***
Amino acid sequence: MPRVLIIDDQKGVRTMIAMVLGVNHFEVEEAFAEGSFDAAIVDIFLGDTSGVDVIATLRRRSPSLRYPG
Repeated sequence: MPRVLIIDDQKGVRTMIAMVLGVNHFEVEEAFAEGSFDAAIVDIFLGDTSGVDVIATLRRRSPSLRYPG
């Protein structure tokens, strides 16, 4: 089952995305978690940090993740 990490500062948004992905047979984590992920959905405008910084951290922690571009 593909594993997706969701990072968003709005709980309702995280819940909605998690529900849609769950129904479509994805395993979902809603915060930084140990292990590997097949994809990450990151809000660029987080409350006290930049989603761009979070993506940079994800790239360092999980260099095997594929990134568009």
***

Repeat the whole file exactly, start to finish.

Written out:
Amino acid sequence: MPRVLIIDDQKGVRTMIAMVLGVNHFEVEEAFAEGSFDAAIVDIFLGDTSGVDVIATLRRRSPSLRYPG
Repeated sequence: MPRVLIIDDQKGVRTMIAMVLGVNHFEVEEAFAEGSFDAAIVDIFLGDTSGVDVIATLRRRSPSLRYPG
């Protein structure tokens, strides 16, 4: 089952995305978690940090993740 990490500062948004992905047979984590992920959905405008910084951290922690571009 593909594993997706969701990072968003709005709980309702995280819940909605998690529900849609769950129904479509994805395993979902809603915060930084140990292990590997097949994809990450990151809000660029987080409350006290930049989603761009979070993506940079994800790239360092999980260099095997594929990134568009």